According to a recent report published by the Agency for Healthcare Research and Quality (AHRQ), in the 15 years between 1993 and 2008, serious dog bites -- bites requiring emergency room visits and/or hospital stays -- increased by a whopping 86 percent.
One of the report authors, Anne Elixhauser, a senior research scientist with AHRQ, points out the increase greatly surpassed population growth, and pet ownership rose only slightly during the same period.
In 2008, over 850 people a day showed up at hospital emergency rooms for treatment of dog bites.
Some additional statistics:
- Seniors 65 and older and young children under five were the two groups most likely to be hospitalized with a dog bite.
- People living in rural areas were four times as likely as city dwellers to go to the emergency room with a dog bite.
- Over 40 percent of those hospitalized developed skin and underlying tissue infection from their bite injuries.
- 22 percent were bitten on the legs or arms; 11 percent were injured on the head, neck or torso; the remainder had injuries ranging from broken bones to blood poisoning.
- Nearly 60 percent of those hospitalized with dog bites needed procedures like sutures, wound debridement (removal of unhealthy tissue), or skin grafts.
- The average cost per patient to treat a dog bite was over $18,000.
It’s hard to know what to make of a report like this one from the AHRQ when no reasons are offered for why dog bites seem to have increased so dramatically in the past couple of decades.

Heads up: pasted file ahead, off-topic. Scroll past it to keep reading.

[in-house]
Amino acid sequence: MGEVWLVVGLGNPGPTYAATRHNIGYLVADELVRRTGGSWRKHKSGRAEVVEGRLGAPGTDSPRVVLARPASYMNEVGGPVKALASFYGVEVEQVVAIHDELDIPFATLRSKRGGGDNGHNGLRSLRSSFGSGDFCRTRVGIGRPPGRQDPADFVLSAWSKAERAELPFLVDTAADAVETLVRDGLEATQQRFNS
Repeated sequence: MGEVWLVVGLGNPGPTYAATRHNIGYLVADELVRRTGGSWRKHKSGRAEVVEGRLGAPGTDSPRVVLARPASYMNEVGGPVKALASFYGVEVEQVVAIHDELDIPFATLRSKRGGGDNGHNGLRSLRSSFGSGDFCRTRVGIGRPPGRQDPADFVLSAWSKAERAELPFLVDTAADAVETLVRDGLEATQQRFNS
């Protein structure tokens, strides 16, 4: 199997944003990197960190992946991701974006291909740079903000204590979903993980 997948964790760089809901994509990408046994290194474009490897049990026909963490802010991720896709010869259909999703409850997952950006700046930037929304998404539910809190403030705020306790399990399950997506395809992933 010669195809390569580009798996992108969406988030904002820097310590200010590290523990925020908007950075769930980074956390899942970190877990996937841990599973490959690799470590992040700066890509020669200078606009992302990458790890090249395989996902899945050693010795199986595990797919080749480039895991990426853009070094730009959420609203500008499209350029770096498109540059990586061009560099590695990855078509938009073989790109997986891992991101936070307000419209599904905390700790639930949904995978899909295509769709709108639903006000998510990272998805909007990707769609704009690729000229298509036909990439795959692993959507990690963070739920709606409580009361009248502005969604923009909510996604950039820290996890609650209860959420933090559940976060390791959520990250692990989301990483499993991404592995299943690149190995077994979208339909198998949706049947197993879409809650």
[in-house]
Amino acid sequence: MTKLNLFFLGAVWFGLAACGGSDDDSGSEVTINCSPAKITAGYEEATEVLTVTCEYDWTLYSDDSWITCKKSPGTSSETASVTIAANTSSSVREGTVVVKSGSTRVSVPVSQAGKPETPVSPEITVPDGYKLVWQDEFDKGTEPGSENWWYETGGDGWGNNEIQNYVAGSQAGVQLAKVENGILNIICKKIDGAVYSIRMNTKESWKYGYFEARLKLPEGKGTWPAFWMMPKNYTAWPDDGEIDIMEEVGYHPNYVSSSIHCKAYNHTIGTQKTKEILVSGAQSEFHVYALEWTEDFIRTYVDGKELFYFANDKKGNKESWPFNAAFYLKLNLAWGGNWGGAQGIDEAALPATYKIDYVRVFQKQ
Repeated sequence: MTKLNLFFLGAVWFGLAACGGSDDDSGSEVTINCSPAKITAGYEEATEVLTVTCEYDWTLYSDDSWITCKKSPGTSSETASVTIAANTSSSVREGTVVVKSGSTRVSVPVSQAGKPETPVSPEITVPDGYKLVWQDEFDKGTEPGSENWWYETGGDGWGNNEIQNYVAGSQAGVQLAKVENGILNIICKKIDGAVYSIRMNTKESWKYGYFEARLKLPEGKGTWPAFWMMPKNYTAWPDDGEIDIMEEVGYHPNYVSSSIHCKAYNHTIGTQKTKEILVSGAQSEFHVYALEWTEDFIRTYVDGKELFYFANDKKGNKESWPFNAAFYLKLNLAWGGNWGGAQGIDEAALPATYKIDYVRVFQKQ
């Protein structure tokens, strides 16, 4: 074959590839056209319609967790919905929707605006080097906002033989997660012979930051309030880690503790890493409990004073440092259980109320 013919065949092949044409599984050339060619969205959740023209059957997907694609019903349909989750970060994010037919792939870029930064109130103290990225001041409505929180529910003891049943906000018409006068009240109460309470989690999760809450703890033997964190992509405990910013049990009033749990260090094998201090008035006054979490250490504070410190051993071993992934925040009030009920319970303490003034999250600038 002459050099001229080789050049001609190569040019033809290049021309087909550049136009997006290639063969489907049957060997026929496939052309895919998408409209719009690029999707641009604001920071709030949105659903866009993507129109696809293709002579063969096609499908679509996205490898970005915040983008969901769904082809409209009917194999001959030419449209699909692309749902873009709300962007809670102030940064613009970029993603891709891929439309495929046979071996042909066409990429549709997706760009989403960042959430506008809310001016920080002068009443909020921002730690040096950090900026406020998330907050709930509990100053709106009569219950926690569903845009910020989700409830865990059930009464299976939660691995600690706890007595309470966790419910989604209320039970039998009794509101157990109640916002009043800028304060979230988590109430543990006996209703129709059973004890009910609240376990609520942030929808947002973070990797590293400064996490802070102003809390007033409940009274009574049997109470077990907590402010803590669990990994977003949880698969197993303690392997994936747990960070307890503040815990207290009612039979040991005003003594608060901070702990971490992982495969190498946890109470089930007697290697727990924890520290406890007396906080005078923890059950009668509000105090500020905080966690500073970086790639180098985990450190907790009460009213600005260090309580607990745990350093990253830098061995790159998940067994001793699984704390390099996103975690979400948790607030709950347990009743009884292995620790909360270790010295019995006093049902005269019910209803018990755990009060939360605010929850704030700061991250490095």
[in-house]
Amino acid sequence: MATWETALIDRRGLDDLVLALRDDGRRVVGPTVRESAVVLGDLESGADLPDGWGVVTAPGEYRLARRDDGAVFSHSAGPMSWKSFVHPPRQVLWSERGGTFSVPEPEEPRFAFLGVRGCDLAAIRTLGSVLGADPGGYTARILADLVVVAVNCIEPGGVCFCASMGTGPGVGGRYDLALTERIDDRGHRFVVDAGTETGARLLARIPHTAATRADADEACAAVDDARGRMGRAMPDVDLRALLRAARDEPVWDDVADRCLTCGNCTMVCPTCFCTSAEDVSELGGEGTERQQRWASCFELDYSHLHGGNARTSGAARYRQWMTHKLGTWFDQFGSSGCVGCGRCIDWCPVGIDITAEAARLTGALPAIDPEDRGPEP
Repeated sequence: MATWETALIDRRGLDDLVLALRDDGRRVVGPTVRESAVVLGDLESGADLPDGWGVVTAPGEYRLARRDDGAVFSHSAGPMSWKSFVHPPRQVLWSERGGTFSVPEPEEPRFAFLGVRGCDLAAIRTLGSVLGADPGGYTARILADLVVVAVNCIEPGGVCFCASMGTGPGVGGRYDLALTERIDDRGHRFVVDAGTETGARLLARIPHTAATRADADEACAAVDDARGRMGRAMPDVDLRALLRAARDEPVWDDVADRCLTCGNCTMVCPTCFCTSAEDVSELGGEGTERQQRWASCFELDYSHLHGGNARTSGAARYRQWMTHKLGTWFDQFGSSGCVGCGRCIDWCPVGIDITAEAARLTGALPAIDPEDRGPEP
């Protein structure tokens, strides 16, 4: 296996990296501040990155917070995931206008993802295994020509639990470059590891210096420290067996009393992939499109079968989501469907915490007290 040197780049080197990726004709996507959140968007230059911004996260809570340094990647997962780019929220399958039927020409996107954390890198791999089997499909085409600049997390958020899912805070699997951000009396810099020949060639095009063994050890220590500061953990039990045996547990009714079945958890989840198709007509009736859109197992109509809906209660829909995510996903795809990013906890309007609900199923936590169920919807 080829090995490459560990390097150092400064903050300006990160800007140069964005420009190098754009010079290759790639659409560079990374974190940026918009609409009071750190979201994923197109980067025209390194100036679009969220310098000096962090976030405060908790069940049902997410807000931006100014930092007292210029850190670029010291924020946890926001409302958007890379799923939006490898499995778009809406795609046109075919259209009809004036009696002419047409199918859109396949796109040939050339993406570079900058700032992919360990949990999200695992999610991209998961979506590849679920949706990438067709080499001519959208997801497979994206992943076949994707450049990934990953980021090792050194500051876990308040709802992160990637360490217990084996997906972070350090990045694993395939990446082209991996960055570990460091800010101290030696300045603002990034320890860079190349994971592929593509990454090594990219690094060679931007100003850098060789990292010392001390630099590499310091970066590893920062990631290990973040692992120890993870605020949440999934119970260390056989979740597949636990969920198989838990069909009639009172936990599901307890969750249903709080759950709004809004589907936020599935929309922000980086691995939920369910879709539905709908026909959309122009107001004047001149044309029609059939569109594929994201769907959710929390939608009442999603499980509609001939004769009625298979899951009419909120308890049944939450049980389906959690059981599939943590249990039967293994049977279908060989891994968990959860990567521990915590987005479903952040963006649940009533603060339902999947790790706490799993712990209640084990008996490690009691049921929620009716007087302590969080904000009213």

All we really learn about causes from the report authors is we can rule out two obvious possibilities: population growth and an increase in pet ownership.
There aren’t any new scientific discoveries that I’m aware of for why dogs bite.
So it seems in order to derive value from these rather startling bite statistics, as members of the dog-owning and dog-caretaking community, we need to thoroughly review the time-tested methods for dog bite prevention.
But first let’s take a look at some risk factors for dog bites.
Common Situations in Which Dog Bites Occur
The majority of bites occur in what the dog views as his territory – typically his house and yard. And if a dog is allowed to run around the neighborhood at will (which I do NOT recommend) his territory can grow considerably larger. Dogs are wired to protect their territory, which can result in a bite. So can perceived threatening behavior conducted inside the dog’s territory.